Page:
By Ronnie Cohen
OAKLAND, California (Reuters) - A former nursing student accused of killing seven people and wounding three others in a shooting rampage at a tiny Christian college in Oakland is due to enter a plea on Monday after refusing food since his arrest almost four weeks ago.
One Goh, 43, faces seven counts of murder with special circumstances allegations that make him eligible for the death penalty, and three counts of attempted murder.
The shooting spree on April 2 at Oikos University was the deadliest on an American college campus since 2007, when a Virginia Tech University student killed 32 people and wounded 25 others before taking his own life.
Goh was transferred from his cell to a jail infirmary about ten days ago because of his refusal to eat, Sergeant J. D. Nelson of the Alameda County Sheriff's Office said, adding that the defendant has been drinking water.
"He feels shame," said Nelson, who described Goh's food refusal as neither a hunger strike nor a suicide attempt. "He may have shamed his culture, his religion, his family."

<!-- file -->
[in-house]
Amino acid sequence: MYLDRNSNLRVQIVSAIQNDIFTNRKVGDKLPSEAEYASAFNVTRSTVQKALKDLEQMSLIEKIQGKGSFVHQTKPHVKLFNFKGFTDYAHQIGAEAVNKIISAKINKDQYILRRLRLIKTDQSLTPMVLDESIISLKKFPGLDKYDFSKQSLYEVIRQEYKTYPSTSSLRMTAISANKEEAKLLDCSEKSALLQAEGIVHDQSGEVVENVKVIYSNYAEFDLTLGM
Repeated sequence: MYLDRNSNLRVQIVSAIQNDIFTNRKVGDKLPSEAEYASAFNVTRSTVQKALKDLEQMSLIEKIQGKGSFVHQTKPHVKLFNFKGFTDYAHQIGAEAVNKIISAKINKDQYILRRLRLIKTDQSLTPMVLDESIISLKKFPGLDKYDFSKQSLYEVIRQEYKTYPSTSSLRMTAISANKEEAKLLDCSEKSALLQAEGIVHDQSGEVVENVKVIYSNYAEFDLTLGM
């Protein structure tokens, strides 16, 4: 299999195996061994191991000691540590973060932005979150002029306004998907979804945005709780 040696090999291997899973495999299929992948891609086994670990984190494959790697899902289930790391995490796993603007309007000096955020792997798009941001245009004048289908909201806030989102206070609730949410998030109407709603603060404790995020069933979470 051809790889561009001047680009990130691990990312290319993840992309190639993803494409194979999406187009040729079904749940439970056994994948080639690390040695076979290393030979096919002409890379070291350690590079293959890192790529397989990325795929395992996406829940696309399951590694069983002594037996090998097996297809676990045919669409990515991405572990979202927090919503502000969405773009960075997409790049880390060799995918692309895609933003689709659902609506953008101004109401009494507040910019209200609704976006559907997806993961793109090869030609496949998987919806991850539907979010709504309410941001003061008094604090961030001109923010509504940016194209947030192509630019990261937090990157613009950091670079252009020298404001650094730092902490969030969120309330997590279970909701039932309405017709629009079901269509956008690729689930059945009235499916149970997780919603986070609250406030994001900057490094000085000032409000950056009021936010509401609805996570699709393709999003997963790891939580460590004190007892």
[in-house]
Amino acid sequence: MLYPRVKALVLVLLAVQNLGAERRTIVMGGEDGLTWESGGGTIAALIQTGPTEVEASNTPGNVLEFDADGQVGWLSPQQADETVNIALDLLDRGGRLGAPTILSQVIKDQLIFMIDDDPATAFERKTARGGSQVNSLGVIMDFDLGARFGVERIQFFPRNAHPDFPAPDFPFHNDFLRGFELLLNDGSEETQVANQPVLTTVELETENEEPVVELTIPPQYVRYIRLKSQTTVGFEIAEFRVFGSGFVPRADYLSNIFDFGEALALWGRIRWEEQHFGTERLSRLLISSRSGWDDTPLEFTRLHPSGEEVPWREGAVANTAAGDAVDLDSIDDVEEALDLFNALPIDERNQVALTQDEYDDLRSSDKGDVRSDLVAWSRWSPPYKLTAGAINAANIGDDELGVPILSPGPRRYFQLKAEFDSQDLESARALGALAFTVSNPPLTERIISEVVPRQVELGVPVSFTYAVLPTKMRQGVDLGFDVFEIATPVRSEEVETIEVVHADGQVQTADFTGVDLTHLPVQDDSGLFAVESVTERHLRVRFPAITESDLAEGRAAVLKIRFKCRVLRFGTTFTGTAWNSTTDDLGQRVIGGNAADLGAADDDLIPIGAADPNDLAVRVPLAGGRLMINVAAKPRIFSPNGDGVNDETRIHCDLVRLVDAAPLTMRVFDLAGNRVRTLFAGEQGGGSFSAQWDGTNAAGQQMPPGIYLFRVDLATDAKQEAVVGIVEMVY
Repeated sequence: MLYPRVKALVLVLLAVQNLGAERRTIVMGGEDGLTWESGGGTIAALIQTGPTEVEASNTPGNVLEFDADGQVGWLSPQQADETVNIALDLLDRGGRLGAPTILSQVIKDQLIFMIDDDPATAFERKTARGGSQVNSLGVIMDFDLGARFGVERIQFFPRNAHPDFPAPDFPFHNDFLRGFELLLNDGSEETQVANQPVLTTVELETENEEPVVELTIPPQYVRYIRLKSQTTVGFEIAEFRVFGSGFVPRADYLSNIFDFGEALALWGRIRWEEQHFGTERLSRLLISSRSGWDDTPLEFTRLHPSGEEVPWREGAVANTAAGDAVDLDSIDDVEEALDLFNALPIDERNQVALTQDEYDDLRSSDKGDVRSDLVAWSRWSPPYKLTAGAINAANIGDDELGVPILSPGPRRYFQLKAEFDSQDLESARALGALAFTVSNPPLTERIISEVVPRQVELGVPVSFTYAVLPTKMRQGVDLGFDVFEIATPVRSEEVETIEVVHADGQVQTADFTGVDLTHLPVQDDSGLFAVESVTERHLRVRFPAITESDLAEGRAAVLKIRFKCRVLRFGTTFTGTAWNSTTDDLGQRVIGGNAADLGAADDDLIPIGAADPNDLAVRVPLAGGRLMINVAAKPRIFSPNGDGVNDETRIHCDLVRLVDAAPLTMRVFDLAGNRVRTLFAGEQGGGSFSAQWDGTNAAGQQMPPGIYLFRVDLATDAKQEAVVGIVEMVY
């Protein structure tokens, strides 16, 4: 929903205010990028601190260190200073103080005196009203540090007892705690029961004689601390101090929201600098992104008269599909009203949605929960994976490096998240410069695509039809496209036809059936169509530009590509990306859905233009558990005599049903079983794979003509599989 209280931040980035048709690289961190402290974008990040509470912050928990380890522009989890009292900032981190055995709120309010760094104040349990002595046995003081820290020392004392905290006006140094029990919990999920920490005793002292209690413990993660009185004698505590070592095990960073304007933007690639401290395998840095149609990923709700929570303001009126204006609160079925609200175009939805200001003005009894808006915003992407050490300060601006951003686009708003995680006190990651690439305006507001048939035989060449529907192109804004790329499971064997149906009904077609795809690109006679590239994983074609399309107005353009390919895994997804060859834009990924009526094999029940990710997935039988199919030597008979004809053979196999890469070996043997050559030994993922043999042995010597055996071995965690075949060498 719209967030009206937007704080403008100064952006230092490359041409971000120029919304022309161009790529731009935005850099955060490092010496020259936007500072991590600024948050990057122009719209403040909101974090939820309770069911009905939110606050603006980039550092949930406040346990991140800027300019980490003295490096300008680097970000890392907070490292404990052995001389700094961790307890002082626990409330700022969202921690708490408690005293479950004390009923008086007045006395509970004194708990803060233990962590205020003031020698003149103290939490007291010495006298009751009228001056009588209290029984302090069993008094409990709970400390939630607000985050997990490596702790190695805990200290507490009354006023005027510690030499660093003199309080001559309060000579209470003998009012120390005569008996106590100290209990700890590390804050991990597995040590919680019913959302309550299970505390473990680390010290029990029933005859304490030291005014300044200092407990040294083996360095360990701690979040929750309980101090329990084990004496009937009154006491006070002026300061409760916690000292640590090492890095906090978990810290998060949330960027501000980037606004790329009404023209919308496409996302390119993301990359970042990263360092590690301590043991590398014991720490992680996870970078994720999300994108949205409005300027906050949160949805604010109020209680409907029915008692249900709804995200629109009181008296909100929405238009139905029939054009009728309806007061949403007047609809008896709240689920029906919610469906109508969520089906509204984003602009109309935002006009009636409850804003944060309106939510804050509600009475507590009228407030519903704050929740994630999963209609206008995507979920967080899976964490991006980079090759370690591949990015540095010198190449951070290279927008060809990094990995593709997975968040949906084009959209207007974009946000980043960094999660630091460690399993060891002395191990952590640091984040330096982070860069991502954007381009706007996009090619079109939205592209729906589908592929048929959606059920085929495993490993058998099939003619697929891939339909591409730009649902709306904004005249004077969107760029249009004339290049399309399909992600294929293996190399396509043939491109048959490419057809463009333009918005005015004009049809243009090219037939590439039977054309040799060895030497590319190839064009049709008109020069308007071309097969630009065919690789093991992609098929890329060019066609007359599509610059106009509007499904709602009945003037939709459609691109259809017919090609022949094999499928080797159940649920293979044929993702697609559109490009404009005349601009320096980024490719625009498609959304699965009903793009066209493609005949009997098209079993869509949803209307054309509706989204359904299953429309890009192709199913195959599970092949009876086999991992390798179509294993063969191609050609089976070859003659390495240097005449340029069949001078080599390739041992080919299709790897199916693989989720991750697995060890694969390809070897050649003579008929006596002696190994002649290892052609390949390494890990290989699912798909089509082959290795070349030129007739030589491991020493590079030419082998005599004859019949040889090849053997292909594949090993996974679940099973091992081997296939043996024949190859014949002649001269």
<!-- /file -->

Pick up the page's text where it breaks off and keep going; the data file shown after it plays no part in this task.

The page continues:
Authorities say they believe Goh became angry after the vocational school in an industrial area near the Oakland Airport refused to refund his tuition.
Under questioning following his arrest, Goh told investigators he went to the school armed with a .45-caliber handgun and four magazines fully loaded with ammunition, according to court documents filed by prosecutors.
The court papers say Goh confessed to kidnapping a school administrator and forcing her at gunpoint from her office into a classroom. Inside the classroom, the document said, Goh killed several people before fleeing in a student's car.
Prosecutors say they will decide whether to seek the death penalty following the preliminary hearing, in which a judge will decide if there is enough evidence for Goh to stand trial.
Also on Monday, relatives and friends plan to gather in a Catholic church in Hayward, California, for the funeral of Doris Chibuko, a 40-year-old mother of four young children killed in the attack.
Oikos University, founded in 2004 by a Presbyterian minister from Korea, reopened last week for the first time since the slayings.
(Editing by Mary Slosson, Dan Whitcomb and Vicki Allen)